The European Court Of Justice

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1. Which theoretical account best explains the role of the European Court of Justice? The European Court of Justice (ECJ), first created by the European Coal and Steel Community in 1951 is situated in Luxembourg. The court’s main objectives were the interpretation and the consistent and uniform application of the treaty across all Member States. With the exception of the Maastricht Treaty (1992) the ECJ has gained influence through the different treaties over time. The ECJ unlike any other international justice system is able to cooperate directly with its citizens who are able to directly invoke a European provision before a European Court through ‘direct effect’. Further EU law has supremacy over the national laws in individual Member…show more content…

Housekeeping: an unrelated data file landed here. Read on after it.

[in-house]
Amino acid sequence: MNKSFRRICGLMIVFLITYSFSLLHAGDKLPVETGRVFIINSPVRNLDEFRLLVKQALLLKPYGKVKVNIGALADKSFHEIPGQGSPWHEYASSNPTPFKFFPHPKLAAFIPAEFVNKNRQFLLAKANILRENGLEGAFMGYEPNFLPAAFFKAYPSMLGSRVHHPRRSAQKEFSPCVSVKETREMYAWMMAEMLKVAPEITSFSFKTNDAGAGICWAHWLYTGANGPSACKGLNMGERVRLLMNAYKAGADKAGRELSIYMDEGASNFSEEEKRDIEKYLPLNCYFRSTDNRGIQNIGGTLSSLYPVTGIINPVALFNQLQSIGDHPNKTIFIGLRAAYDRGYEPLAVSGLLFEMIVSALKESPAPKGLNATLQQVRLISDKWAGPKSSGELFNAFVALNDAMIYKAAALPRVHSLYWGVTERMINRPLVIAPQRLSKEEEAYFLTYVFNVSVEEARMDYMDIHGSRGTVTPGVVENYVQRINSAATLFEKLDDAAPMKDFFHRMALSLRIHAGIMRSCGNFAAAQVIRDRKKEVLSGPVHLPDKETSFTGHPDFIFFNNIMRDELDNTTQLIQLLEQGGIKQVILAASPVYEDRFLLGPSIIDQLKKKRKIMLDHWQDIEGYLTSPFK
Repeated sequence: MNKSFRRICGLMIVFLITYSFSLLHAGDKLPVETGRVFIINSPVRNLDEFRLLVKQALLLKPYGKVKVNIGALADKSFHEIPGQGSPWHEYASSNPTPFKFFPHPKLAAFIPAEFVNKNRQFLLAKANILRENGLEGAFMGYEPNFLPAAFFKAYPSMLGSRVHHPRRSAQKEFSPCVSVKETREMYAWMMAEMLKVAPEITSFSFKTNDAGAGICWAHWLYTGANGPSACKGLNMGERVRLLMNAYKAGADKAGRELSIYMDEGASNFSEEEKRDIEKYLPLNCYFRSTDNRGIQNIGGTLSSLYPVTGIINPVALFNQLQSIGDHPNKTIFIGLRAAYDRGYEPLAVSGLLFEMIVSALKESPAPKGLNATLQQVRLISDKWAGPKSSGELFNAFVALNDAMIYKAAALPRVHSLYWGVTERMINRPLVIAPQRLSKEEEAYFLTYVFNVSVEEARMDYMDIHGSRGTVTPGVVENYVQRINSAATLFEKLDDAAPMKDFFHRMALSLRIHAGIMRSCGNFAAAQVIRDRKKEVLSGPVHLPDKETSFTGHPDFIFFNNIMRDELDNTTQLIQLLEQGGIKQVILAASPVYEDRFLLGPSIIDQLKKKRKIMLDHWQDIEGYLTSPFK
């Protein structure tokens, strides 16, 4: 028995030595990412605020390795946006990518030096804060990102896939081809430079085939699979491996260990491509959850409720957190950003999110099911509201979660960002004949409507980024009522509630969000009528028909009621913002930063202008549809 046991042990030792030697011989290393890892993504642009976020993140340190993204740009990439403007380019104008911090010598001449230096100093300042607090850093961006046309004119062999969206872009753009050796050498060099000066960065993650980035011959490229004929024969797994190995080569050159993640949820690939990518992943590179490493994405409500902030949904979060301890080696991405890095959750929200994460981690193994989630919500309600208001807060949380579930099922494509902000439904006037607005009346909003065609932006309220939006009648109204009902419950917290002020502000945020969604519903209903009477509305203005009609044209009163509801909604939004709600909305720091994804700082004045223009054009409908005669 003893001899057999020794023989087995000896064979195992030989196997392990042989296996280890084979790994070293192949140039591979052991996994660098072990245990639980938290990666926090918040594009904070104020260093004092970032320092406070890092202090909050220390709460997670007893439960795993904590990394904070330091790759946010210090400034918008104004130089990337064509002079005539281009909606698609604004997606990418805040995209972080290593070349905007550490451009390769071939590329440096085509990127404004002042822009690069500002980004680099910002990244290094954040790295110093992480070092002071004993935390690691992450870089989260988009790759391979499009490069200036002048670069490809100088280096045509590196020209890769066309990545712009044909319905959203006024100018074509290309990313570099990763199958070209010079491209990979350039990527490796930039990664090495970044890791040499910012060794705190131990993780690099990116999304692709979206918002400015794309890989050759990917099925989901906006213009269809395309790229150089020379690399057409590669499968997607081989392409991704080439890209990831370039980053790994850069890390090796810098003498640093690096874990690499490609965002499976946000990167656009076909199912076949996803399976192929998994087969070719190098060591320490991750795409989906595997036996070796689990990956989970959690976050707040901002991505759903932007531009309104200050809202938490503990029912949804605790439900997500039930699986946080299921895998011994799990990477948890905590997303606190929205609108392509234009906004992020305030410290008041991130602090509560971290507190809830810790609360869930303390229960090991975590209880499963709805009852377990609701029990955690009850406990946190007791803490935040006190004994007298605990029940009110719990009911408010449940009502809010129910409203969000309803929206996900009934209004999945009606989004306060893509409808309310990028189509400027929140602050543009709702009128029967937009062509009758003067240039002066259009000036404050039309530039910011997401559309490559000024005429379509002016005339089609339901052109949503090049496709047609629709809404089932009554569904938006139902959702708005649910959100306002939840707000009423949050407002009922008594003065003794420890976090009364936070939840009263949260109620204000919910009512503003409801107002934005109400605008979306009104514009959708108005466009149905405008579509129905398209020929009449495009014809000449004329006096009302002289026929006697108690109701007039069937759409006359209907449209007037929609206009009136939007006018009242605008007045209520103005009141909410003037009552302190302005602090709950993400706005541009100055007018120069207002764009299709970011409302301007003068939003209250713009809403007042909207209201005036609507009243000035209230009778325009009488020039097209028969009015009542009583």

The argument of “legal autonomy” suggests that because of the Member State’s lack of attention paid to the ECJ during the 1960s and 1970s led to the ECJ having power beyond its duties. The neo-functionalist perspective also considers the notion of ‘spillover’, which implies that the decision made by Member States to put certain policy areas into the control of different supranational institutions led to pressure being placed on the extension of such power on other sectors. The approach suggests that integration is unintended and yet inevitable. According to Burley and Mattli (1993), neo functionalism explains “how and why nation states cease to be wholly sovereign, how and why they voluntarily mingle, merge and mix with their neighbors so as to lose the factual attributes of sovereignty while acquiring new techniques for resolving conflicts between themselves”. Neo functionalism holds the idea that political actors “transfer” their “domestic alliances” in national to supranational settings as they become more successful in achieving political goals. Anne Marie Burley and Walter Mattli also argue that the legal integration process has two principal dimensions. The first is the development from treaty law to secondary Community law and hold supremacy over the domestic laws of Member States. The second dimension is the process whereby legal regulation grows from being limited to one specific domain to expanding to different areas including

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